Redie (pronounced 're-die') is a game that I found by chance on IndieDB some time ago, which caught my attention immediately. It represents the first title released by Rückert Broductions, a small German studio composed of two student brothers. After a beta period that took two and a half months, it's finally available on Steam, so I gave it some thoughts about whether it lived to its expectations or not.
Note: Key provided by the developers.
If you read my previous GOL article about the game and played the demo, there is one big change that you will notice immediately: the graphics now feature light effects and shadows, and the final result is simply gorgeous. I really like the colourful aesthetics, which along with its flat textures give the game a minimalistic but stunning appearance that is very distinctive. And most importantly, even if you have an old computer (like mine) you don't have to worry about a decrease in performance with these additions, because the game is still as fluid and smooth as it was before in the original demo. As you can see in the Steam Store description, the developers used an engine made by themselves, and the decision really was worth it, because during my whole gameplay I never experienced a single instance of stuttering. The same smoothness is shared with the controls, which are very tight and responsive as is required; given the nature of the game, failing in achieving this would've been a source of constant frustration, but fortunately this was another highlight to remark.
Steam Greenlight page about the game supposedly being a clone of Hotline Miami (you can check the messages on Sept, 4th; it's not possible to link them directly); while it's obvious the huge influence and inspiration that Hotline Miami had on this title (properly addressed by the brothers), there are several differences and features that make Redie stand on its own:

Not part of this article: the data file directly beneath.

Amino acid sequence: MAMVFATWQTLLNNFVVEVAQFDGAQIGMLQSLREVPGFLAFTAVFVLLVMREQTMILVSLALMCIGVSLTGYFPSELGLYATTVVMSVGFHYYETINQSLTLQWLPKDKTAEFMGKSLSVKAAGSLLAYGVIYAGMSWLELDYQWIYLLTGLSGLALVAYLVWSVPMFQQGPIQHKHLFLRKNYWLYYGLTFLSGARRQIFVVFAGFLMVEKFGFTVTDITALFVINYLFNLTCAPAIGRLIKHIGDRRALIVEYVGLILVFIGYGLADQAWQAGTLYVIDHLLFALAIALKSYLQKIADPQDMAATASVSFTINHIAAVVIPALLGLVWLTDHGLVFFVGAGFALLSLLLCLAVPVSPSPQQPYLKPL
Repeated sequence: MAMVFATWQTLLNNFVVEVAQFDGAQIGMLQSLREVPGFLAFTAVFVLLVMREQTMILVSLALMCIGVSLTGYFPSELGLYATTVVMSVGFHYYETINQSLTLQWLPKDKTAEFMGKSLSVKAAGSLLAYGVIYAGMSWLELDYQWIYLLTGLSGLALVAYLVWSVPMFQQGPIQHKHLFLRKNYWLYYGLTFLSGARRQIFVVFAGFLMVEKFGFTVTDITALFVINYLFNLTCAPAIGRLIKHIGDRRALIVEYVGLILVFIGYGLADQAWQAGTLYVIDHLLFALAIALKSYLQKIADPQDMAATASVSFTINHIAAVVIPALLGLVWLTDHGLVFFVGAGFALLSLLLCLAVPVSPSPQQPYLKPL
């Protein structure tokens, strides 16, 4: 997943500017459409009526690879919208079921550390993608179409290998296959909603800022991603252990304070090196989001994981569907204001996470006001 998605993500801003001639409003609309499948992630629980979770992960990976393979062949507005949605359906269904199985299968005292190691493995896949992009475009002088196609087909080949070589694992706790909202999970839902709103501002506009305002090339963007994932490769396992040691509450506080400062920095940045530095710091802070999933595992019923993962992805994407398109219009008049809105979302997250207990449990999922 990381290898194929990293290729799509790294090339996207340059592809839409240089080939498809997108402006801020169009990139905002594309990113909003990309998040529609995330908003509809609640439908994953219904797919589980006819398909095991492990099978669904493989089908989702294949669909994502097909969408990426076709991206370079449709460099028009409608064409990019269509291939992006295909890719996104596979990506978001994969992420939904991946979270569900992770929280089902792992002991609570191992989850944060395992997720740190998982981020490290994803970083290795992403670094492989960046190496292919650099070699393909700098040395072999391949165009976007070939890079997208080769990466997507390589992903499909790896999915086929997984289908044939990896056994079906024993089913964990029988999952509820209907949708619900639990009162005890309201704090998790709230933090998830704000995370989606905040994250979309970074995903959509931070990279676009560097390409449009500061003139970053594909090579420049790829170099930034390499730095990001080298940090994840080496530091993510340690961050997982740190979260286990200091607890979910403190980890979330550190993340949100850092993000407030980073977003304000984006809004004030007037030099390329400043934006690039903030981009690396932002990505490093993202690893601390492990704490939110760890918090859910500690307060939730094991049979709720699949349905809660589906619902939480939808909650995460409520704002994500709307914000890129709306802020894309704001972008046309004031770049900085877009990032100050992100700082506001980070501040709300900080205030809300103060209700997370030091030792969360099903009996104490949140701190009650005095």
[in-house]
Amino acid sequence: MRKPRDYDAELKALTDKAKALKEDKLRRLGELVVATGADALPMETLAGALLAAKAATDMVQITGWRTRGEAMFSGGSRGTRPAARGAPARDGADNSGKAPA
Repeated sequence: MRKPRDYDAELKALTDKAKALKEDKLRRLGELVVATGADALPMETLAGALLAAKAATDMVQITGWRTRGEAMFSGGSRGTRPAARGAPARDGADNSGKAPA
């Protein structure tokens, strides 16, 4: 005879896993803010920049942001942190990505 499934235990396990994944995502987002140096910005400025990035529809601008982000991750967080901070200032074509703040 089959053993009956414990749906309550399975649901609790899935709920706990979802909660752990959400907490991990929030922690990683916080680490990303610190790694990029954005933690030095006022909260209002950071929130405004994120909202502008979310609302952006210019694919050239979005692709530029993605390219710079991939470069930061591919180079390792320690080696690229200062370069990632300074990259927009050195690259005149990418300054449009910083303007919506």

- There isn't any kind of story. This was anticipated since the very beginning, and you won't even find a single sentence in-game explaining who you are and who you're up against with. While a minimal plot would've been nice, it isn't something that I particularly cared; since the developers announced this decision early, at this point my expectations were adjusted accordingly, but it's best to warn you in advance in case this is an aspect that you consider pivotal in any game. Also, in the end it adds an undeniably advantage to the pace of the game: once you press Start, a raw and uninterrupted frenzy of pure and addictive fun begins, making you lose the notion of time until your tired reflexes force you to stop.
- The weapons are more classical (basically, pistols and automatic guns) and you only have a knife as a melee weapon. But also now you have a grenade launcher, a bazooka, grenades (that you can use along with your primary weapon) and a sci-fi weapon. Another difference is that you can't choose which weapon you can start the level. You kill and get killed with one single shot, and in this sense the selection of weapons is appropriate, and you won't ever find yourself hating a weapon because it isn't effective; all of them feel and are actually deadly, and their implementation on the different levels is correct. Plus some levels are filled with explosive barrels that you can use at your advantage... provided you aren't too close. Hotline Miami had a couple of rooms full of explosives, but they were used only twice or three times; here in Redie you'll see this with more frequency.
- The soundtrack isn't considered one of the main features of the game, since there isn't any kind of mention of it on the official pages related to the game. That's strange, because the songs are pretty catchy and perfectly fits the fast pace of the game.
- The statistics are better showcased. Remember the grades you got in Hotline Miami after you finished a level? For the record, Hotline Miami is one of my preferred games of all time, but this was the feature that I never liked because of its lack of clarity. You never knew why you got an A+ with certainty, and it didn't encourage you to play better. In Redie luckily this was handled correctly, since not only the statistics are more clear and transparent, but also every level has a Challenge, where you have to meet some criteria in a matter of seconds to beat it; with the exception of one or two, they're always unique to every level, and some of them can be pretty original. Something curious is that now you're rewarded for achieving headshots; they are counted by clicking exactly over the enemy once they appear in your character's line of sight.